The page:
SUPP prays for the nanopore lift to replenish Woodford’s Mafic

Schroder UK Public Private ((SUPP), the “patient capital” investment trust previously run by Neil Woodford, is hoping for a £ 3 to 4 billion IPO through top holding company Oxford nanopore can turn his fortune over after a painful one 20% depreciation this month.

Fund managers Tim Creed and Ben Wicks (below), who took over the closed-end fund in late 2019 after Woodford resigned after the collapse of its business, showed strong confidence in the UK DNA sequencer. Nanopore accounts for 21.6% of the trust’s assets, bringing the stake to £ 68.7 million. The listing plans offer a big potential boost to the net asset value (NAV) of SUPP on December 31, which was reduced to 35.01 pence per share this month from 43.84p per share at the end of September.

Because of that reaction, the stock was trading at 31.9p, less than a third of the 100p level introduced six years ago.

The pair told Investment Trust Insider that they held Oxford Nanopore valued at £ 1.9 billion, reflecting the last round of funding more than a year ago. That’s less than half of the £ 4 billion Berenberg analysts Nanopore could get in an initial public offering (IPO). It’s also less than £ 2.3 billion IP group ((initial public offering), a publicly traded early-stage investment group, kept the company on their books at the end of March.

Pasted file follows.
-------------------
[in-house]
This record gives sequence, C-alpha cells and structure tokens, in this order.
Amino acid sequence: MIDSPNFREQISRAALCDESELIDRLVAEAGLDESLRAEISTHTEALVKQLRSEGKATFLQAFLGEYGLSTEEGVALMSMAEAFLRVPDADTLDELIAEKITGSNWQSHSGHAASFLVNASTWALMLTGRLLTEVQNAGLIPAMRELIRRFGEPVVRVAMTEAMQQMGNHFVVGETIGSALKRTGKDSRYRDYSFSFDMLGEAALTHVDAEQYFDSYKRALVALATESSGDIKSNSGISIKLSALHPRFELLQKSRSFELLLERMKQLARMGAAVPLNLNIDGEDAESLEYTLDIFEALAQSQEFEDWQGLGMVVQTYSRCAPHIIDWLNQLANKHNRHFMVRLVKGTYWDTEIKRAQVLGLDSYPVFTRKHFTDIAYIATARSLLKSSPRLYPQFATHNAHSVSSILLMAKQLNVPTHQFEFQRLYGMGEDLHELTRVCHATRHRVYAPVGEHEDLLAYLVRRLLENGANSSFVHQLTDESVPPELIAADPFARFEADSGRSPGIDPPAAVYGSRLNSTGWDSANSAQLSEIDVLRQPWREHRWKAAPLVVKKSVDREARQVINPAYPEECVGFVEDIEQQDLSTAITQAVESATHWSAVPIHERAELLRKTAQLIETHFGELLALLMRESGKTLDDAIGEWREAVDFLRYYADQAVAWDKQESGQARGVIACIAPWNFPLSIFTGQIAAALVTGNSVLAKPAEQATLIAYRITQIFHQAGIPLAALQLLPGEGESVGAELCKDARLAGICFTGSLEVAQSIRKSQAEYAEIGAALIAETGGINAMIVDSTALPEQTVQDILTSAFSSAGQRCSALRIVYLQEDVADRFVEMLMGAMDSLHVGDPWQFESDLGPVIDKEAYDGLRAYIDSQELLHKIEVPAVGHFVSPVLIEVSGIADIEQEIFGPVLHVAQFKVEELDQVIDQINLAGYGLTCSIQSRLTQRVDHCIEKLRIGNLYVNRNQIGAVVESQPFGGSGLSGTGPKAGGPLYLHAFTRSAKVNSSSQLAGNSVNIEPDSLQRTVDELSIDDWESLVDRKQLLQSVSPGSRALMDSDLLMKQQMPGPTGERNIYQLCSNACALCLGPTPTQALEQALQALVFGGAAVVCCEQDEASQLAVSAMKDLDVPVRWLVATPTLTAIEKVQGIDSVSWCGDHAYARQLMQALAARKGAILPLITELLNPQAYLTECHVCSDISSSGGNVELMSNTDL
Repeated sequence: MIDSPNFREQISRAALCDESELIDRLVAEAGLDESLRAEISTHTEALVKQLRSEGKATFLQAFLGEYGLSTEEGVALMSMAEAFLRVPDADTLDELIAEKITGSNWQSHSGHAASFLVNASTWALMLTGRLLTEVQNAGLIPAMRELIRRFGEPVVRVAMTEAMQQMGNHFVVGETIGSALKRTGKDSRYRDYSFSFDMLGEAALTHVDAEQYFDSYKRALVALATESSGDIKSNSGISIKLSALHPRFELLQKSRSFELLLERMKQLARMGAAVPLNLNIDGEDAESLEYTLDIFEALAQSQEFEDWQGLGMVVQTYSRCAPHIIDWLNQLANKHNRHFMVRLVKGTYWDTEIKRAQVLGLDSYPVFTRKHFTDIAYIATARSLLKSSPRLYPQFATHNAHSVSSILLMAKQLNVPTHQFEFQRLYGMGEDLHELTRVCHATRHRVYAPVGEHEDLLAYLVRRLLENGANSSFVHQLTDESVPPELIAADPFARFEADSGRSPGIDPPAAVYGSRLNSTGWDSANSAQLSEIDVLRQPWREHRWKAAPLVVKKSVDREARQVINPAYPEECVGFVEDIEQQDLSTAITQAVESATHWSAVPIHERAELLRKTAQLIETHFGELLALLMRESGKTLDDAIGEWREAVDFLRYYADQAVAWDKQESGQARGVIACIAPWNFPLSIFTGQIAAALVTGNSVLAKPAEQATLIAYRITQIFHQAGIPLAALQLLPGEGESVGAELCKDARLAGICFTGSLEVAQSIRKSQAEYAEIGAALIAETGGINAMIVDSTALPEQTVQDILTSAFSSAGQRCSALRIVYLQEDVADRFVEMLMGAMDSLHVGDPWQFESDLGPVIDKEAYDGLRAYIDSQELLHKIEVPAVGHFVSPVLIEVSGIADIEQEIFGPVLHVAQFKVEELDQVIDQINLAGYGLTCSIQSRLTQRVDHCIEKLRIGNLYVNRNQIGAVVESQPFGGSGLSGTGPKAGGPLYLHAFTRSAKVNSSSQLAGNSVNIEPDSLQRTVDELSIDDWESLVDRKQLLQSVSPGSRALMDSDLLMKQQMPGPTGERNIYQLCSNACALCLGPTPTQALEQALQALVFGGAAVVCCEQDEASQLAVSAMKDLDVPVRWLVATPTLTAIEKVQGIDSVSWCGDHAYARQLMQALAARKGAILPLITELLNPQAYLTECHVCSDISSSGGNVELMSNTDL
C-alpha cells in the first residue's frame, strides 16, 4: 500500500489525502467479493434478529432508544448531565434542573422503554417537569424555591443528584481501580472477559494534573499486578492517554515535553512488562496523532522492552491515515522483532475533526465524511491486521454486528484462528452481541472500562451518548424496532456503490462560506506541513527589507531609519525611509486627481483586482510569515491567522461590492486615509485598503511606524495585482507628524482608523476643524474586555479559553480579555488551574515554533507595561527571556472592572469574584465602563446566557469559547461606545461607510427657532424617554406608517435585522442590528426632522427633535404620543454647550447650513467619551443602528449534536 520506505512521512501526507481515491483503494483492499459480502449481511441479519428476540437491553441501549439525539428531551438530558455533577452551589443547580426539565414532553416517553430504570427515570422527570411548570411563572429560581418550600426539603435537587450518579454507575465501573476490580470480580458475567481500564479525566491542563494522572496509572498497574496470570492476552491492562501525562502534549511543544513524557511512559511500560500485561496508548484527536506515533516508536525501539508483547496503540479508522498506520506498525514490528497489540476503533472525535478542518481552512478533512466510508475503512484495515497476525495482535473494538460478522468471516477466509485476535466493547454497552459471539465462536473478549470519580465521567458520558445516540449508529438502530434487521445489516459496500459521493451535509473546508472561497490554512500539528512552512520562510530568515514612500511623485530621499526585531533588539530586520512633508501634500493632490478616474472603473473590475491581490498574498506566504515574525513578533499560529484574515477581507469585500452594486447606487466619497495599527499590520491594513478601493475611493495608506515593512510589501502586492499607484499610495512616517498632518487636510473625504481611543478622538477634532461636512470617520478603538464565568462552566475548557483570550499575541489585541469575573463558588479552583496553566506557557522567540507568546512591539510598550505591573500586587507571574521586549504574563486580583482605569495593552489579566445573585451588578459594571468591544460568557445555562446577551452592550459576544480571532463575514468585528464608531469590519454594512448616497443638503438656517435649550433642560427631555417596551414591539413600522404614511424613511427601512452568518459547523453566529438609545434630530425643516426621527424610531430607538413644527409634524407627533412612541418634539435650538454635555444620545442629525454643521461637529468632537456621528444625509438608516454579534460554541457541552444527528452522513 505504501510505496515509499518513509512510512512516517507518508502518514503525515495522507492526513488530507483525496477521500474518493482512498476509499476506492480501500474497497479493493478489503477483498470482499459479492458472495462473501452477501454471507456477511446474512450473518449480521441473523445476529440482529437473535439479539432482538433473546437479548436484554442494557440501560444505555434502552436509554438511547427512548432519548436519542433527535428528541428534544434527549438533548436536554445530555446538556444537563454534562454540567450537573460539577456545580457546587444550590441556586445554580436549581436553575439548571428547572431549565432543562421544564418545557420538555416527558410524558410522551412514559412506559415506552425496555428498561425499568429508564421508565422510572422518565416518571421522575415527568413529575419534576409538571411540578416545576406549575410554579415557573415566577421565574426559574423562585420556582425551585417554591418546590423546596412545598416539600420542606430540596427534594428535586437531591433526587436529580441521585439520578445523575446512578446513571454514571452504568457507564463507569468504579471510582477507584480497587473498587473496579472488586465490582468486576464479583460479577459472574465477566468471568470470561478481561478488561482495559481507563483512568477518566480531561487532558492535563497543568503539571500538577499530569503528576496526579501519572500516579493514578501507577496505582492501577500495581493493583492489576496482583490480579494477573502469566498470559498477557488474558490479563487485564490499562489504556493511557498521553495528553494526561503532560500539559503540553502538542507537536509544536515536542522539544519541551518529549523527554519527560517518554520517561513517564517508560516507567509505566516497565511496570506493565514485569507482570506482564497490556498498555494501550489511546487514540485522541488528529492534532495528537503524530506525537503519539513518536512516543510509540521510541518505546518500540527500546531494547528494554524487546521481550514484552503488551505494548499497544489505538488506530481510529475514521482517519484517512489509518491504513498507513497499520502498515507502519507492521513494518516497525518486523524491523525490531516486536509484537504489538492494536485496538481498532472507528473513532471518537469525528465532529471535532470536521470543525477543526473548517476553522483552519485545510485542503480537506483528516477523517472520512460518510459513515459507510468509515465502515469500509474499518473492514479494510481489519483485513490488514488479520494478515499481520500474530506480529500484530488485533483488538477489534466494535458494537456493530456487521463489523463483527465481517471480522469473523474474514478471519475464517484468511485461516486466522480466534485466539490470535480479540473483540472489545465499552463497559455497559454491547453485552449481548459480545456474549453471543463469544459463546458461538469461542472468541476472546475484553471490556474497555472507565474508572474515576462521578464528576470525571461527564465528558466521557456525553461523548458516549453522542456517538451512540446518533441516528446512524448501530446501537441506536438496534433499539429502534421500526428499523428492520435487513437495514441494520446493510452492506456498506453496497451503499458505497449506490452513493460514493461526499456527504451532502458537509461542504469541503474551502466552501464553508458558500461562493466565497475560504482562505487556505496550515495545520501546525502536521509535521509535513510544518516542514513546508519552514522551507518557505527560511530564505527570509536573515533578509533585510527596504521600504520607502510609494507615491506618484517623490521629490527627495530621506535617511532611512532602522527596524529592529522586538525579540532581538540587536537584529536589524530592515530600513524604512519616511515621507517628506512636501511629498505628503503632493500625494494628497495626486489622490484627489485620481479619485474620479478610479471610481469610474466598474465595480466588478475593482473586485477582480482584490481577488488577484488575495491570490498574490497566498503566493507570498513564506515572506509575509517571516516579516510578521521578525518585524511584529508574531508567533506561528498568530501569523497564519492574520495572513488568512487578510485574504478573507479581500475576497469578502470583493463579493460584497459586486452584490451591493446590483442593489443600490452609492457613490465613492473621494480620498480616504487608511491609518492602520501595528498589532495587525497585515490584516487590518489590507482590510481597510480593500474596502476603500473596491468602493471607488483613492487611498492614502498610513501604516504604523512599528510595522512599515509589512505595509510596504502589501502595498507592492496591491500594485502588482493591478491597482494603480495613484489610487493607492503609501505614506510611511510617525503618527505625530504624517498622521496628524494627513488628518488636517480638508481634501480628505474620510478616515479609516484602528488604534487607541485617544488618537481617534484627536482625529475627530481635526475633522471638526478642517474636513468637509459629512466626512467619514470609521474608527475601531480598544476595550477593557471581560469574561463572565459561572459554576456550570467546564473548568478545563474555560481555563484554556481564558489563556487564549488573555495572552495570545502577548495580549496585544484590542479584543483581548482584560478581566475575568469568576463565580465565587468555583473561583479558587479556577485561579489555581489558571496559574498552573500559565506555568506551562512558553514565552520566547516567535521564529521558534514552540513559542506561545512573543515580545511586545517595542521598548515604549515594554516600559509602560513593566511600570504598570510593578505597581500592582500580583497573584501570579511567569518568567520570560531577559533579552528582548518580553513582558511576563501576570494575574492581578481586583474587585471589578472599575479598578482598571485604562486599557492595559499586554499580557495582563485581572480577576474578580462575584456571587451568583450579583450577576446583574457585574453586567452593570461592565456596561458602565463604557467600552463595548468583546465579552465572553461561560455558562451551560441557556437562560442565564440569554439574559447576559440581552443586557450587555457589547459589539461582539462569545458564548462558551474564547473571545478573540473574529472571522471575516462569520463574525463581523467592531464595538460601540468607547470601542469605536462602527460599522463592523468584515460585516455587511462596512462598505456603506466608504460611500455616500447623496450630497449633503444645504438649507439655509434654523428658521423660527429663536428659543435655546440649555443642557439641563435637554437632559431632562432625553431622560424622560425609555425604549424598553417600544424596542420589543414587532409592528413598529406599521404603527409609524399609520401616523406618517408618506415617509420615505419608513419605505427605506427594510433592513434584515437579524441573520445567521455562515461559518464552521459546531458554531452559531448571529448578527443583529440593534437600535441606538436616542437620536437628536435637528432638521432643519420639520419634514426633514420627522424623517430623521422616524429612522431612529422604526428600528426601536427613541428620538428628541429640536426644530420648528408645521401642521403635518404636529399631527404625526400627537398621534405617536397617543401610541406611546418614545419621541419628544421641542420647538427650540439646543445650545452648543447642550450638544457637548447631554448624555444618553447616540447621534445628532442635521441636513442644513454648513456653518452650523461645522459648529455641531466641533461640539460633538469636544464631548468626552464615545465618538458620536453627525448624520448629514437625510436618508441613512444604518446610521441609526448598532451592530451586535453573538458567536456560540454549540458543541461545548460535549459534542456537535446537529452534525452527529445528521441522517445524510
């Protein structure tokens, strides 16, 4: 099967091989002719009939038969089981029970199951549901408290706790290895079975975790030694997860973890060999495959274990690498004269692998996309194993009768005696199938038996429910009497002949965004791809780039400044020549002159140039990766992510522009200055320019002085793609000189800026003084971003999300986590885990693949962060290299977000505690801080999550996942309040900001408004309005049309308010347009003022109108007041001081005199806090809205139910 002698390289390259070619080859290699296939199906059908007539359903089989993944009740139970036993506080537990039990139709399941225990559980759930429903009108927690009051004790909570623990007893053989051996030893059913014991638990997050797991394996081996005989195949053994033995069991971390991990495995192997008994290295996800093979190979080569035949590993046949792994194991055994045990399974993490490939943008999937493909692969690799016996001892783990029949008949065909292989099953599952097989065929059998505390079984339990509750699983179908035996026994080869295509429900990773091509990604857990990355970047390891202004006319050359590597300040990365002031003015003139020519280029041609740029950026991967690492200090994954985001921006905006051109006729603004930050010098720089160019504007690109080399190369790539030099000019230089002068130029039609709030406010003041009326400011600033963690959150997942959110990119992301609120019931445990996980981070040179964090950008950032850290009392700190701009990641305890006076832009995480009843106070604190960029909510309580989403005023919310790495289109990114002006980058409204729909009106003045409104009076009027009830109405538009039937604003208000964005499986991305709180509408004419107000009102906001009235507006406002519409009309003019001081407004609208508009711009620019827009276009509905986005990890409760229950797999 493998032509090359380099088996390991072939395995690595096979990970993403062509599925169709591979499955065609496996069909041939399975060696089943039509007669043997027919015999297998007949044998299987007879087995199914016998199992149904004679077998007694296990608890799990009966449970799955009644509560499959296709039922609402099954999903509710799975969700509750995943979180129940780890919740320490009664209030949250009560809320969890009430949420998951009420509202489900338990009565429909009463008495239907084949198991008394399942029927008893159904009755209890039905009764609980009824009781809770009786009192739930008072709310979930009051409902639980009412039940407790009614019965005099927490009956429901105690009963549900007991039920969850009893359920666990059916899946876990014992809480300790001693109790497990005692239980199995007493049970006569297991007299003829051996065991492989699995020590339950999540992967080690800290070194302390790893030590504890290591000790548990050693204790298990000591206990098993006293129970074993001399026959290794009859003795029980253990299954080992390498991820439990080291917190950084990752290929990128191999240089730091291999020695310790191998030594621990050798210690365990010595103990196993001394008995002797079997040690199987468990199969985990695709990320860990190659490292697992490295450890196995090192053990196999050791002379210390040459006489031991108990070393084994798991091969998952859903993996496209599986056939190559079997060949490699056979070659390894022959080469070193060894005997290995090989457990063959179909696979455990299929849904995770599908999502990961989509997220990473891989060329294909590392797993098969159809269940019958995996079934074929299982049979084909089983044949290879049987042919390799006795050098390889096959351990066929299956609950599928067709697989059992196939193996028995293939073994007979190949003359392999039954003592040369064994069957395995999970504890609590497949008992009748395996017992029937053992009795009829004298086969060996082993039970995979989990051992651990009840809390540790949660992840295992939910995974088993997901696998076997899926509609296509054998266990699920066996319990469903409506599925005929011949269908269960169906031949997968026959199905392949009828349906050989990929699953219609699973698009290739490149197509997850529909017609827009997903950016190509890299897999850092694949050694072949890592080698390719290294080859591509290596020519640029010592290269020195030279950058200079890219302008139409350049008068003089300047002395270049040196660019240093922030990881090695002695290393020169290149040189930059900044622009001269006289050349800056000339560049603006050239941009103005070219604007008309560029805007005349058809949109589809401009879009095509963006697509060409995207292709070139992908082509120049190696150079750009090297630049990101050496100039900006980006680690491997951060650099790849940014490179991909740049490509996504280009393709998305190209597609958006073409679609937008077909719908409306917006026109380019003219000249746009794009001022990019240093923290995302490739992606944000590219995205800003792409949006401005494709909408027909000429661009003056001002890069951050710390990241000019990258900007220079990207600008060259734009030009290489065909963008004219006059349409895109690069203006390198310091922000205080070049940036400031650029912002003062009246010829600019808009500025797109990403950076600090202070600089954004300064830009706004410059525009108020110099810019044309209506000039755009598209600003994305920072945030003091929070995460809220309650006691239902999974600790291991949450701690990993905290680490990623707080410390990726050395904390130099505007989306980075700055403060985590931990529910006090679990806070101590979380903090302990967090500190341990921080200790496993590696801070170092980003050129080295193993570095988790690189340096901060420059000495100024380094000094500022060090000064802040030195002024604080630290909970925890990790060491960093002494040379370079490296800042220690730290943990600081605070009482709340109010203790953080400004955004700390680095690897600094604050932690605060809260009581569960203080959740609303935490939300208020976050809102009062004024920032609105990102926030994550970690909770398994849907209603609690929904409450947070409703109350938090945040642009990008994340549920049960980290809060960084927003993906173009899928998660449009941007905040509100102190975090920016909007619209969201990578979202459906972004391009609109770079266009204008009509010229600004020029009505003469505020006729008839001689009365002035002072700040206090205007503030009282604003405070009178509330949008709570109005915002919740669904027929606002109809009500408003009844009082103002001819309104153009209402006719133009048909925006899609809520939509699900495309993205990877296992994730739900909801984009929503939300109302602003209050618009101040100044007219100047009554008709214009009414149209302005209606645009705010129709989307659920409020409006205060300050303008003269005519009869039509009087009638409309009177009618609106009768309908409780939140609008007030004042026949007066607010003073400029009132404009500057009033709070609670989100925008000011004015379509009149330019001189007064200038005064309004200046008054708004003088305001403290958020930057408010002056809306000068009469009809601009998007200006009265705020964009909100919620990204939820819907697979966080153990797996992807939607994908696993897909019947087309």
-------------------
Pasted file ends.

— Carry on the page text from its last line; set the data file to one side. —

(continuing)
Instead of relying on projections, Creed and Wicks would point out how Nanopore’s reputation had grown during the Covid-19 pandemic, when its devices were used to track the spread of the virus in more than 85 countries.

“It was nice to see how many predictions other people are making, and we certainly have great confidence in the company’s management team to achieve a successful IPO and continue to grow,” said Creed.

He added that if Nanopore went public, they would not be “forced sellers” as the restrictions on position sizes in the trust only apply to new investments.

Investec analyst Alan Brierley estimated that an IPO of Nanopore to £ 3.9 billion, recent reports suggested, would add around 23% to the trust’s net asset value.

“For the sake of reasoning, adjusting the net asset value by the end of 2020 for this increase would mean the stocks are currently trading at around 26% discount,” said Brierley. The previously wide discount has been reduced from 20% to 9% due to the depreciation.

Brierley made a “sell” recommendation, saying that despite Nanopore’s “glimmers of hope”, “the rest of the old portfolio does not inspire confidence.”

What’s going on at Mafic?

After the write-down, which undid earlier positive news of divestments, and Sanofi’s acquisition of Kymab, which raised £ 115m to repay SUPP’s debt, there are doubts about the trust’s previous Woodford investment of 290 £ million inevitable.

Investors of concern will also be the disclosure of the annual report that the trust has followed Link Fund Solutions, administrator of SUPP and the wound up Woodford Equity Income Fund, in a top-up investment in the Woodford-era holding company Mafic earlier this year.

Link announced in March that it had invested more in the loss-making basalt fiber maker, despite the fact that its last 2017 financial statements had not been signed by its auditor.